15. Elo, Irma T. & Martikainen, Pekka & Myrskylä, Mikko, 2014. "Socioeconomic status across the life course and all-cause and cause-specific mortality in Finland," Social Science & Medicine, Elsevier, vol. 119(C), pages 198-206.
    16. Bijwaard, Govert & Myrskylä, Mikko & Tynelius, Per & Rasmussen, Finn, 2016. "Education, Cognitive Ability and Cause-Specific Mortality: A Structural Approach," IZA Discussion Papers 10137, Institute for the Study of Labor (IZA).
    17. Bijwaard, Govert E. & van Kippersluis, Hans & Veenman, Justus, 2015. "Education and health: The role of cognitive ability," Journal of Health Economics, Elsevier, vol. 42(C), pages 29-43.
    18. Morten Overgaard & Per K. Andersen & Erik T. Parner, 2015. "Regression analysis of censored data using pseudo-observations: An update," Stata Journal, StataCorp LP, vol. 15(3), pages 809-821, September.
    19. Marco Caliendo & Sabine Kopeinig, 2008. "Some Practical Guidance For The Implementation Of Propensity Score Matching," Journal of Economic Surveys, Wiley Blackwell, vol. 22(1), pages 31-72, February.
    20. Gabriella Conti & James Heckman & Sergio Urzua, 2010. "The Education-Health Gradient," American Economic Review, American Economic Association, vol. 100(2), pages 234-238, May.
    21. Amin, Vikesh & Behrman, Jere R. & Kohler, Hans-Peter, 2015. "Schooling has smaller or insignificant effects on adult health in the US than suggested by cross-sectional associations: New estimates using relatively large samples of identical twins," Social Science & Medicine, Elsevier, vol. 127(C), pages 181-189.
    22. Per Kragh Andersen & Vladimir Canudas-Romo & Niels Keiding, 2013. "Cause-specific measures of life years lost," Demographic Research, Max Planck Institute for Demographic Research, Rostock, Germany, vol. 29(41), pages 1127-1152, December.
    23. Scott Lynch, 2003. "Cohort and life-course patterns in the relationship between education and health: A hierarchical approach," Demography, Springer;Population Association of America (PAA), vol. 40(2), pages 309-331, May.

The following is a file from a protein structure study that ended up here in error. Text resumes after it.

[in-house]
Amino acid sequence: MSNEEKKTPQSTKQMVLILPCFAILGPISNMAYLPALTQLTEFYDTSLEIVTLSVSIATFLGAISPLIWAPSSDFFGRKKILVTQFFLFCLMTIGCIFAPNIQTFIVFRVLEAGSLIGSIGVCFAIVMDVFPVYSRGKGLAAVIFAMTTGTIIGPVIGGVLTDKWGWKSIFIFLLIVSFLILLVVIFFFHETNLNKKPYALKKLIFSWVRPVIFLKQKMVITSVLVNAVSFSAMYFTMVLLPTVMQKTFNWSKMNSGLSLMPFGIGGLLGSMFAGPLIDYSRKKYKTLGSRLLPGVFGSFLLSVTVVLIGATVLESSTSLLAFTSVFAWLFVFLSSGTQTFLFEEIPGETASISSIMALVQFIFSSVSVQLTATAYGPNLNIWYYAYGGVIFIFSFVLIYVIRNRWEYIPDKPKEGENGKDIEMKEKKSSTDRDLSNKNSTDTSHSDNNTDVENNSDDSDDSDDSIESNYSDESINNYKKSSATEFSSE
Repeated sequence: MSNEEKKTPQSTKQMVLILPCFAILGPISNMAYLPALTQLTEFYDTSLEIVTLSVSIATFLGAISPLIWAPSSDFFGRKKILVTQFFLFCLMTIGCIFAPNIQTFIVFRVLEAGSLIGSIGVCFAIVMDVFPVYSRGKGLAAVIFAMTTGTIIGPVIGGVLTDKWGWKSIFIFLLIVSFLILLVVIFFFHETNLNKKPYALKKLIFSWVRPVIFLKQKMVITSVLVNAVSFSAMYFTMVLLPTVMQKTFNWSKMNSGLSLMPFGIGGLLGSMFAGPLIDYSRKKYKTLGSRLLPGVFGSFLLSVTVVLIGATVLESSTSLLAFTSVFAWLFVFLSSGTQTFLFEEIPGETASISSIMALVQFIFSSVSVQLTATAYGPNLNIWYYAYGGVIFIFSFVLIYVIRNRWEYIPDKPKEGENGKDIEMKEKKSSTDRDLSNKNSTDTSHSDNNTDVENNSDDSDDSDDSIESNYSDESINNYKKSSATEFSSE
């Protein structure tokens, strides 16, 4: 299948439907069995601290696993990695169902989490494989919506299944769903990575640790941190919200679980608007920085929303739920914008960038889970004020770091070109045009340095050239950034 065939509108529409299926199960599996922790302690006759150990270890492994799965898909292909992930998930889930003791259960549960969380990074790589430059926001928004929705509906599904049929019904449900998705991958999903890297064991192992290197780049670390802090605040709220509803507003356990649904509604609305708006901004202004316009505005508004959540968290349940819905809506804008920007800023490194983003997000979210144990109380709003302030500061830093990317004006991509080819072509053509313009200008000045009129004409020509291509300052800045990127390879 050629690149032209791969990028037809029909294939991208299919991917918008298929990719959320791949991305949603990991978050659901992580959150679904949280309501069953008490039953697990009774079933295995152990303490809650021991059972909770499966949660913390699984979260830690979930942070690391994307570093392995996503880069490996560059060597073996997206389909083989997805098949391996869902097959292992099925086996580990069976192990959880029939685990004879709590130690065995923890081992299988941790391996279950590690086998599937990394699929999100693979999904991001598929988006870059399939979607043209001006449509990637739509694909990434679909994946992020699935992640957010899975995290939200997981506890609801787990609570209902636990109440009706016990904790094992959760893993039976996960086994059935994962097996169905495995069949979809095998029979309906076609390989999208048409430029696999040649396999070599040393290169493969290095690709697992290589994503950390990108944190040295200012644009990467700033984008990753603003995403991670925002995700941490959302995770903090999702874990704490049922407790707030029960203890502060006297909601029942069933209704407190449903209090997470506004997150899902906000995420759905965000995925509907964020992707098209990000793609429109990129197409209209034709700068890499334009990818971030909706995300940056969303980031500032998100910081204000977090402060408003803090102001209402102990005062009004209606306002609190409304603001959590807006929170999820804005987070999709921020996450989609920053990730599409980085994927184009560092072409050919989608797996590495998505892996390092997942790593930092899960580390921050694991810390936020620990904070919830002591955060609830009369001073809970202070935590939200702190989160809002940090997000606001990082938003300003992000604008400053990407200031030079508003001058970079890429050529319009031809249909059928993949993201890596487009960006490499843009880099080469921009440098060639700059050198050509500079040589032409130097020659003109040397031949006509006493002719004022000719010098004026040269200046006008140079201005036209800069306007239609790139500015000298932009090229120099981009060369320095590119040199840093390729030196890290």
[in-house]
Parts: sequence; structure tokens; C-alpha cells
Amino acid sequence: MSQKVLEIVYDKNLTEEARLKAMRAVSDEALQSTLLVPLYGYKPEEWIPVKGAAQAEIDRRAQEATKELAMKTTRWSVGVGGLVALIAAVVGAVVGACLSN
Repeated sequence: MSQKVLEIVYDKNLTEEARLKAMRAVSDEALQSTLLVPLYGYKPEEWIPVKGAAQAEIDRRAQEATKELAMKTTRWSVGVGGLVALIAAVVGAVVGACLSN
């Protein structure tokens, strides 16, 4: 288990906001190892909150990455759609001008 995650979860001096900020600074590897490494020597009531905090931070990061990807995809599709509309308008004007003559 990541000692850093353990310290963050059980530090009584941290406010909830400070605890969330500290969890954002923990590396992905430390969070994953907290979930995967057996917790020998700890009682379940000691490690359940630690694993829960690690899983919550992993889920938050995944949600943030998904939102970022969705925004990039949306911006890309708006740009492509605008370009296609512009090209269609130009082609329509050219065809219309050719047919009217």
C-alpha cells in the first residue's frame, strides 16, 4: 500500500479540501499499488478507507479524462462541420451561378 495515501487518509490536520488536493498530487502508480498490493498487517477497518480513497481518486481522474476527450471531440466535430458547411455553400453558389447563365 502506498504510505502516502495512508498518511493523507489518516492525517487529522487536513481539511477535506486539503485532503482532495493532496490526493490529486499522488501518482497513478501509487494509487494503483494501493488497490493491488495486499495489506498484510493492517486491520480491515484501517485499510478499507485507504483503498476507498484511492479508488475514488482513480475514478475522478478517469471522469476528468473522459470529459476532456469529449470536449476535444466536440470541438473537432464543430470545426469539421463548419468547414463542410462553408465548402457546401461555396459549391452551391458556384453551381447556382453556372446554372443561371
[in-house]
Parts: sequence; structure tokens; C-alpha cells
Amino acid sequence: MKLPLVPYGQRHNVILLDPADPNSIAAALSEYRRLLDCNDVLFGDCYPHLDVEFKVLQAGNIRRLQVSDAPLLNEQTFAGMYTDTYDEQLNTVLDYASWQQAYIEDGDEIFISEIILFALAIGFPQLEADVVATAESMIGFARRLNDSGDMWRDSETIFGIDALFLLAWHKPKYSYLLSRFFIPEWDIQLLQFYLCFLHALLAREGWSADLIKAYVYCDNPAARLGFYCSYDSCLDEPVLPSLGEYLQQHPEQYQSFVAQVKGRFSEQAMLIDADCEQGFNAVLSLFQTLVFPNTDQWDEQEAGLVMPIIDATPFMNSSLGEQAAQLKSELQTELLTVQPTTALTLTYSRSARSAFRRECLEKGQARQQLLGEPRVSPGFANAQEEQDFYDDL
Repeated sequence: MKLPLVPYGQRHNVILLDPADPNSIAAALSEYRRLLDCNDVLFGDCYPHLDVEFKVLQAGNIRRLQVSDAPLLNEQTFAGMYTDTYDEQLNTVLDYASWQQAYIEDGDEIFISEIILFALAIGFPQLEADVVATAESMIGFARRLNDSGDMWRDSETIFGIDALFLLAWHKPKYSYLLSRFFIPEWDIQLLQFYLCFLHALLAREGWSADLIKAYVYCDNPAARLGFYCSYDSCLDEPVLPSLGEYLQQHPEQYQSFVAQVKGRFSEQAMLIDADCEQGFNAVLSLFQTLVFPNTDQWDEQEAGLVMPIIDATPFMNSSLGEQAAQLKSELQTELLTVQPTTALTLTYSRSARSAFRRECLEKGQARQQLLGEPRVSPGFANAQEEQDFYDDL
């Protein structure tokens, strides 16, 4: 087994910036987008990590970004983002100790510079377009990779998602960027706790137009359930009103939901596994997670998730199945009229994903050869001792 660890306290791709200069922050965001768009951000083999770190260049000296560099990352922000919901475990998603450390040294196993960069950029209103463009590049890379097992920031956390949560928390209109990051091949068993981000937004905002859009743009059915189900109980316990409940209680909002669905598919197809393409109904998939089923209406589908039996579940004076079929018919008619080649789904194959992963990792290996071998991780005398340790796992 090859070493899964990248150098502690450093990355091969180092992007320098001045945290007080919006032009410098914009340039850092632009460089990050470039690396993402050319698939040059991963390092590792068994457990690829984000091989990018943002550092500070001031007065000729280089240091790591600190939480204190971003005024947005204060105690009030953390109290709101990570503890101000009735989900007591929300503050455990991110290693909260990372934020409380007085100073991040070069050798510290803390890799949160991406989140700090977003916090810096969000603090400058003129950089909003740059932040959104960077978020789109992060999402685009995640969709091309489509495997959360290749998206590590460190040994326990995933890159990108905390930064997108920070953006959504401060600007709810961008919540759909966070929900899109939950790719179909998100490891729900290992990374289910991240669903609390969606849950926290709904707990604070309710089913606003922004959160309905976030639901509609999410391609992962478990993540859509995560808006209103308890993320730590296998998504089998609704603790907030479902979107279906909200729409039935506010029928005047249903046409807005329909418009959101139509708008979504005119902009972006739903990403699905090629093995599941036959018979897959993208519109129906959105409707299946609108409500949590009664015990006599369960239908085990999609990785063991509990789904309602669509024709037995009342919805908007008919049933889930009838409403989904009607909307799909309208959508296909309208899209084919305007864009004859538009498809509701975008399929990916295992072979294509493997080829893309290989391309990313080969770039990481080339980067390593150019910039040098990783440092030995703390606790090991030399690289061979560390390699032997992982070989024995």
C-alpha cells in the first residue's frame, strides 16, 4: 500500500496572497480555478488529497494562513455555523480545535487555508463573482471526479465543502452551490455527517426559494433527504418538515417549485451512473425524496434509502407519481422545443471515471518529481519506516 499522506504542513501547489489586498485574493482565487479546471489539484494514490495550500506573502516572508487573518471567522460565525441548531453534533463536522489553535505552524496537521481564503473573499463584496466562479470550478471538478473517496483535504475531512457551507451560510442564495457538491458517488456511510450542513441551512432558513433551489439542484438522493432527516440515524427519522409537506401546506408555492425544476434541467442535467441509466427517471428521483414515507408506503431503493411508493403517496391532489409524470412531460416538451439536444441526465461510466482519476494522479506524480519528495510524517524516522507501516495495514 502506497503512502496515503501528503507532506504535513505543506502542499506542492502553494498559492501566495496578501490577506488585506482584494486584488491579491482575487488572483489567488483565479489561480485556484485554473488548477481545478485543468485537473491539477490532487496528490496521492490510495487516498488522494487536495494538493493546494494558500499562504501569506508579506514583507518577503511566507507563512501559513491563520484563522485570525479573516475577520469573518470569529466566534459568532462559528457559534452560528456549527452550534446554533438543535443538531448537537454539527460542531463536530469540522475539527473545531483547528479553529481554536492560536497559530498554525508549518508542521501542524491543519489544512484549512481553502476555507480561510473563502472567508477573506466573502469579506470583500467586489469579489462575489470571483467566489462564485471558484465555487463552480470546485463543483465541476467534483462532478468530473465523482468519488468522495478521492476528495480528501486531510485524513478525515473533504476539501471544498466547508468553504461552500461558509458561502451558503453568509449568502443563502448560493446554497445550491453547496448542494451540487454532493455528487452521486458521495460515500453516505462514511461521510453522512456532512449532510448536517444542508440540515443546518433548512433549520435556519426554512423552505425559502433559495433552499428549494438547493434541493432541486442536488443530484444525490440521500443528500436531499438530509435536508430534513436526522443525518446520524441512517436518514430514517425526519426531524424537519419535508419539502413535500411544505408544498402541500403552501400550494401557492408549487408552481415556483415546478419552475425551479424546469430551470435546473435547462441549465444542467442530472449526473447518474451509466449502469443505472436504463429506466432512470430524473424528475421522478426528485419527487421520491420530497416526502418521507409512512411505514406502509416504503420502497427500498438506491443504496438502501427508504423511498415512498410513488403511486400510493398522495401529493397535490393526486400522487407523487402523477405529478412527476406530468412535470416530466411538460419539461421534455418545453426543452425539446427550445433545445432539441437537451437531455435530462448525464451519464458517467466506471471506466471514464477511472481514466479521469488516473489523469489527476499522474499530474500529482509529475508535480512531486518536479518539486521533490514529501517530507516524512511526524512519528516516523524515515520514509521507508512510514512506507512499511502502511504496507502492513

24. Backlund, Eric & Sorlie, Paul D. & Johnson, Norman J., 1999. "A comparison of the relationships of education and income with mortality: the national longitudinal mortality study," Social Science & Medicine, Elsevier, vol. 49(10), pages 1373-1384, November.
    25. Adriana Lleras-Muney, 2005. "The Relationship Between Education and Adult Mortality in the United States," Review of Economic Studies, Oxford University Press, vol. 72(1), pages 189-221.
    26. Albouy, Valerie & Lequien, Laurent, 2009. "Does compulsory education lower mortality?," Journal of Health Economics, Elsevier, vol. 28(1), pages 155-168, January.
    27. Erik T. Parner & Per K. Andersen, 2010. "Regression analysis of censored data using pseudo-observations," Stata Journal, StataCorp LP, vol. 10(3), pages 408-422, September.
    28. Costas Meghir & Mårten Palme & Emilia Simeonova, 2013. "Education, Cognition and Health: Evidence from a Social Experiment," NBER Working Papers 19002, National Bureau of Economic Research, Inc.
    Full references (including those not matched with items on IDEAS)

    More about this item

    JEL classification:

    • J1 - Labor and Demographic Economics - - Demographic Economics
    • Z0 - Other Special Topics - - General

    NEP fields

    This paper has been announced in the following NEP Reports:

    Statistics

    Access and download statistics

    Corrections

    All material on this site has been provided by the respective publishers and authors. You can help correct errors and omissions. When requesting a correction, please mention this item's handle: RePEc:dem:wpaper:wp-2017-003. See general information about how to correct material in RePEc.

    For technical questions regarding this item, or to correct its authors, title, abstract, bibliographic or download information, contact: (Peter Wilhelm). General contact details of provider: https://www.demogr.mpg.de/ .

    If you have authored this item and are not yet registered with RePEc, we encourage you to do it here. This allows to link your profile to this item. It also allows you to accept potential citations to this item that we are uncertain about.

    If CitEc recognized a reference but did not link an item in RePEc to it, you can help with this form .

    If you know of missing items citing this one, you can help us creating those links by adding the relevant references in the same way as above, for each refering item. If you are a registered author of this item, you may also want to check the "citations" tab in your RePEc Author Service profile, as there may be some citations waiting for confirmation.

    Please note that corrections may take a couple of weeks to filter through the various RePEc services.

    IDEAS is a RePEc service hosted by the Research Division of the Federal Reserve Bank of St. Louis . RePEc uses bibliographic data supplied by the respective publishers.